the size of the swimming pool was one of the things i discussed with a downing representative, and after seeing the plans in a bit more detail, i could sort of see their logic behind it. he said that in theory there was scope for the pool to be 22m long, but is that really that much different from 20m? the devil's in the detail though, because by law pools over 20m in length have to have a full time lifeguard present. a full time lifeguard of course costs money, and from a management point of view that means something would else have to be sacrificed, most likely opening hours.

so i think we can safely assume that we're not going to have any future olympians training in this pool. but we may well have some that first learn to swim there. i for one support the proposals. any pool is better than no pool.

Anonymous said...

I disagree with Stuart. A 20m pool is small. It is what you see at health clubs, and really you only get one adult swimmer a lane. These are inevitably in private health clubs, and actually tend not to be used much.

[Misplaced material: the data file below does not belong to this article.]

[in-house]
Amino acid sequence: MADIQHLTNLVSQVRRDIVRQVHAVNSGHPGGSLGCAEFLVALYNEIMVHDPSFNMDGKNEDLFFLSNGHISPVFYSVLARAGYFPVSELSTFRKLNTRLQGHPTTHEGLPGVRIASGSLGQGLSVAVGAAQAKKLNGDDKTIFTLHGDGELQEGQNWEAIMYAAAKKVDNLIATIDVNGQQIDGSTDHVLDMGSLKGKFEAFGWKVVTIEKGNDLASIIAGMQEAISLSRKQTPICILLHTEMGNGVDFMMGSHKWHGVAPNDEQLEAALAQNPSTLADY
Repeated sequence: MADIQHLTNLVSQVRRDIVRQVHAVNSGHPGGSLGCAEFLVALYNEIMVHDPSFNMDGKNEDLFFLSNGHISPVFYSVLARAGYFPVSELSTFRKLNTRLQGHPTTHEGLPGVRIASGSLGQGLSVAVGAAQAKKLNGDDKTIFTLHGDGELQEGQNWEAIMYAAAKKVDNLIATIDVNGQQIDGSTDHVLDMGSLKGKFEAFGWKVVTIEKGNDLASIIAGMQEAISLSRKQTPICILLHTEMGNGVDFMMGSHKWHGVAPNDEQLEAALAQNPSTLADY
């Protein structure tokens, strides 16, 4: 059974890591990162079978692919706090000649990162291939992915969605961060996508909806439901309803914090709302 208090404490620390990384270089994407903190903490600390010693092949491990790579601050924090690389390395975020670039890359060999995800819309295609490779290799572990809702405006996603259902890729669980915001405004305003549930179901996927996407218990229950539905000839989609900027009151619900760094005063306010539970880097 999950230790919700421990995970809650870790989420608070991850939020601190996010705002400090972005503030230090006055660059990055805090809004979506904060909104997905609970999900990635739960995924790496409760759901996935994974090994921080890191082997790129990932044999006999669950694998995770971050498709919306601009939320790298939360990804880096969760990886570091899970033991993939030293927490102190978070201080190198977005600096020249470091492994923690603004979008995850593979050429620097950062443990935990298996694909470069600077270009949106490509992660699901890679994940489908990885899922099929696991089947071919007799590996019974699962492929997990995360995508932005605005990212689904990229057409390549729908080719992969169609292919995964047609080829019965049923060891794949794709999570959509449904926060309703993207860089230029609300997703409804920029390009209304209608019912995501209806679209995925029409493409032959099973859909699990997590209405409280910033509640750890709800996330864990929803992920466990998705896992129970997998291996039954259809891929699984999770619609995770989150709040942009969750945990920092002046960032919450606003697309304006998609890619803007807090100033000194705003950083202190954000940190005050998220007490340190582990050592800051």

25 m gives you a lot more scope and economic viability. The lifeguard issue is a bit of a red herring. Learn to swim classes and swim clubs will have coaches who are qualified lifeguards. Honestly if you had a 25m pool here you there would be a queue of adult Masters Swimming (eg Otters), trithletes, water polo, syncro (even London's only gay sycro club that currently uses the Queen Mum) as well as schools, disability swimming groups, Muslim womens groups, childrens parties, and childrens swim clubs. London also has canoe football and underwater hockey clubs, and also aqua aerobics. Club bookings need a lower lifeguard ratio than public facilities, and given the cost of pool bookings, even if a club cannot provide its own lifeguard £6.50 an hour is hardly going to break the bank.